Tag Archives: Gov. Roy Cooper

NC-9: Certification Problems

By Jim Ellis

North Carolina Republican Mark Harris

Nov. 30, 2018 — The North Carolina Board of Elections has failed to certify Republican Mark Harris’ victory in the open 9th Congressional District, action that may initiate a long legal battle.

Board Vice Chairman Joshua Malcolm (D) objected to certifying Harris’ 905-vote victory over businessman Dan McCready (D) from 282,717 total votes cast. The seat was open after Harris, a Baptist former pastor and ex-US Senate and congressional candidate, defeated Rep. Bob Pittenger (R-Charlotte) in the May Republican primary.

Malcolm cited “irregularities” in Republican Bladen County, an entity that Harris carried by 1,557 votes, obviously more than his district-wide margin, as his reasoning to the other board members as to why the result should be at least temporarily suspended.

The 9th District begins in Mecklenburg County and then travels down the South Carolina border to the Fayetteville area. It includes five complete counties and parts of three others including Mecklenburg and Bladen. Harris carried only Union County and Bladen’s 9th District section, but his margins were large enough in these two places to overcome McCready’s advantage in the other six local entities.

The North Carolina Board of Elections (BoE) is a nine-member panel that has been at the center of controversy between Gov. Roy Cooper (D) and the Republican legislature. After Cooper defeated then-Gov. Pat McCrory (R), the legislators passed a series of bills that limited some of the governor’s power. One of the measures involved changing how the Board of Elections’ membership was appointed.

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A New Republican Governor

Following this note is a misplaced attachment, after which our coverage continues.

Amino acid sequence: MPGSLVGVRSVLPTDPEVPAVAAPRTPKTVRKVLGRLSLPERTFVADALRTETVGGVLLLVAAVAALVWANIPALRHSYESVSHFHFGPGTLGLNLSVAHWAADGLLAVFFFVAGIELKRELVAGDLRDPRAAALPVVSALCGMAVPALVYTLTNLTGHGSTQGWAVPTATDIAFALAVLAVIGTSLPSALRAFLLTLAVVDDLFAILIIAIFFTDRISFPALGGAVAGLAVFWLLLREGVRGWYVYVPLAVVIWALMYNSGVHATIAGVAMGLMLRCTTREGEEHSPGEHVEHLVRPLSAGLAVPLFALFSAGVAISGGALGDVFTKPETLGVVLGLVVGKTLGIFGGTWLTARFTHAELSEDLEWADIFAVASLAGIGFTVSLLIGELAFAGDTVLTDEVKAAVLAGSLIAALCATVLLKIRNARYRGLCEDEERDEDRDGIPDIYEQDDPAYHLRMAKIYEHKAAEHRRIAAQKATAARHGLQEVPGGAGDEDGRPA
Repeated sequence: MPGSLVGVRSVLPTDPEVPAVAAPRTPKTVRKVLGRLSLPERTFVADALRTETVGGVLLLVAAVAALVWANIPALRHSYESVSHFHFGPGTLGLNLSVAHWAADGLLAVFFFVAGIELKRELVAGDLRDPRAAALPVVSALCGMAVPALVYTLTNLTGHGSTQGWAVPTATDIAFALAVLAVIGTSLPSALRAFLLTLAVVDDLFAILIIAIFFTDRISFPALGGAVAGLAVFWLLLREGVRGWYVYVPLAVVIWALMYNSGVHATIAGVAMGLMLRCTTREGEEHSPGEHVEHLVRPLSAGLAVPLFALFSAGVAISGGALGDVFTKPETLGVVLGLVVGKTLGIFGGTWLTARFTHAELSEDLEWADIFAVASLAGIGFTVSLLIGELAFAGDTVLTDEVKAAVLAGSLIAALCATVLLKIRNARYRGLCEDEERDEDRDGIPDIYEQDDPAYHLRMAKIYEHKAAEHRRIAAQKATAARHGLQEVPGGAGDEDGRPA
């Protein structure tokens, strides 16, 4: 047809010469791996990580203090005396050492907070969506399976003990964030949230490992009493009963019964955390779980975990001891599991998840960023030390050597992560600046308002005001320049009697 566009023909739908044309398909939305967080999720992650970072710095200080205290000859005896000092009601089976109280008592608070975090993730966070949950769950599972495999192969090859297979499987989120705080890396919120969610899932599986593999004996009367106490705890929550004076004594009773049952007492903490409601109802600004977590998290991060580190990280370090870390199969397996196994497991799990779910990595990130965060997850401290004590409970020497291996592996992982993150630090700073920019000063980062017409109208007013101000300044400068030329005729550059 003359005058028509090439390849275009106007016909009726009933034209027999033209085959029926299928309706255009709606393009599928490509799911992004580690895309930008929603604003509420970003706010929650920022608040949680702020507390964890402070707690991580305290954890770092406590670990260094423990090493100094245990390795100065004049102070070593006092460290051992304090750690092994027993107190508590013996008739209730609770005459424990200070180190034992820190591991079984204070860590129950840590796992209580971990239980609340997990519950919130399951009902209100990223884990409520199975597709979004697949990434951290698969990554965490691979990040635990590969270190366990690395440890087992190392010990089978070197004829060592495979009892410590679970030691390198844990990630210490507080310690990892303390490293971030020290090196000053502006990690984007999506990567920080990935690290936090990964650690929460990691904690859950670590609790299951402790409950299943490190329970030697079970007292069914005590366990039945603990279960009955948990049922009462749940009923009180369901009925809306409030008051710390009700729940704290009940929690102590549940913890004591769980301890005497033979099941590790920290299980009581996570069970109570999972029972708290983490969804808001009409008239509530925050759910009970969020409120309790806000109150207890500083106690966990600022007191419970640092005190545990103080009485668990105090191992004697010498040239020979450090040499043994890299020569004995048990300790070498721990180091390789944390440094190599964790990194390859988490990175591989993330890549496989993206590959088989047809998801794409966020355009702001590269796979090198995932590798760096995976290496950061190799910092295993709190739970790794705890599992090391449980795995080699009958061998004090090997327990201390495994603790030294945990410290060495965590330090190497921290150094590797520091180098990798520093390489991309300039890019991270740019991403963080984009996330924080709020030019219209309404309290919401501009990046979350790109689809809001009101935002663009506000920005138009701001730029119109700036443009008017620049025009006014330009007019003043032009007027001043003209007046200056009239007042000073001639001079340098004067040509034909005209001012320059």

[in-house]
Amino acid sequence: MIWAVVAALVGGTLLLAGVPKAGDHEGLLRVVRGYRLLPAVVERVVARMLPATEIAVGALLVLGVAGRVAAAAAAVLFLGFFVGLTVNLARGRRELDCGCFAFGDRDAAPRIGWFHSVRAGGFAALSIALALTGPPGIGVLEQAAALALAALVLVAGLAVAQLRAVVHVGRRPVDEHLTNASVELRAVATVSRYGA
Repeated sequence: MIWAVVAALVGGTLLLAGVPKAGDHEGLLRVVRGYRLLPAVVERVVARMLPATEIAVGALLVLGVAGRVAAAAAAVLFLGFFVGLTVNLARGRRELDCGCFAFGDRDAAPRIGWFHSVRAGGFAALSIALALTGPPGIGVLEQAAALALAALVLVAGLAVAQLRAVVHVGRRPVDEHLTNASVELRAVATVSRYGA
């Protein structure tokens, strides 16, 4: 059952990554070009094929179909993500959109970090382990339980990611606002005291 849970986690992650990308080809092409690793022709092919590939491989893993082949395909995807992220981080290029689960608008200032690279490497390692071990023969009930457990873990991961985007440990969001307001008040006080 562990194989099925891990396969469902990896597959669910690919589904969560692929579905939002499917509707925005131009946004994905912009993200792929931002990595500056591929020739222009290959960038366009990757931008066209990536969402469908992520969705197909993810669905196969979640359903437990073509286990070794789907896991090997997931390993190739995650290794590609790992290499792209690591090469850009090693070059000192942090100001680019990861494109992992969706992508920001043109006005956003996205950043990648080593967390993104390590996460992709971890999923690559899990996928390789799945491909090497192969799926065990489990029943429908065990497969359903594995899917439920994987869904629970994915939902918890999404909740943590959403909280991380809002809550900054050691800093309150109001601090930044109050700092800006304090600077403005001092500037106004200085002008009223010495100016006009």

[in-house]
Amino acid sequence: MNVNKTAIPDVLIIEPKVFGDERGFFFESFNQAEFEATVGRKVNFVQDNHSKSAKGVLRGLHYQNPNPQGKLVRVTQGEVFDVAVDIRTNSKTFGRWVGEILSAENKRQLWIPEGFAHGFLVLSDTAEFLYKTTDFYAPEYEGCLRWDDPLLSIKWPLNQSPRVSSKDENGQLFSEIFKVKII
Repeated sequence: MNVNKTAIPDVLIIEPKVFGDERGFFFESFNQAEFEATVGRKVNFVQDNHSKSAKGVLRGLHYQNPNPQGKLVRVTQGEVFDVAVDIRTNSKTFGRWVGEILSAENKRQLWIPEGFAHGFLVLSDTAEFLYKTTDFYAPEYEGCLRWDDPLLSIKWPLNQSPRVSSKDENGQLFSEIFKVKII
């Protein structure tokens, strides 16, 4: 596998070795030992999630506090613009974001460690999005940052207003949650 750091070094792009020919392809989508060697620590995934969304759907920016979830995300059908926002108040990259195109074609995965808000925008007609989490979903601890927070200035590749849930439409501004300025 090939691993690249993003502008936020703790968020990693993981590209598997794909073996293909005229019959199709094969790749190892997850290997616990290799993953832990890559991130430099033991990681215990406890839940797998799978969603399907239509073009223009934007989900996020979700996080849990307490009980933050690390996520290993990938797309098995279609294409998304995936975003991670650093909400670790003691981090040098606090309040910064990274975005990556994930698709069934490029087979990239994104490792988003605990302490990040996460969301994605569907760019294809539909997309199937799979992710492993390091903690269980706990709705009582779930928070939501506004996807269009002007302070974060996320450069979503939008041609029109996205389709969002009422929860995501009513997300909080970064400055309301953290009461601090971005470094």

By Jim Ellis

Aug. 7, 2017 — West Virginia Gov. Jim Justice made national news the other night at President Trump’s rally in Huntington, WV, when the Democratic state chief executive took the stage to announce that he is switching to the Republican Party.

When addressing the Trump rally, Justice said, “like it or not, but the Democrats walked away from me … West Virginia, I can’t help you anymore by being a Democratic governor.”

The move now gives Republicans control of the entire West Virginia governmental apparatus, owning both houses of the state legislature and the governor’s office. Factoring Justice’s party change, the GOP holds the West Virginia chief executive post for the first time since Gov. Arch Moore (R) was defeated for re-election in 1988. There are now 26 states where Republicans control the legislature and governor’s office, including Nebraska where the legislature only has one ostensibly non-partisan legislative chamber but is clearly overwhelmingly Republican. In contrast, Democrats have full power in only five states.

The development means the Democrats drop to holding just 15 governors, an all-time low number for the party. Republicans, on the other hand, reach their historical apex with 34 governors as party members. The 50th governor, Bill Walker of Alaska, is an Independent.

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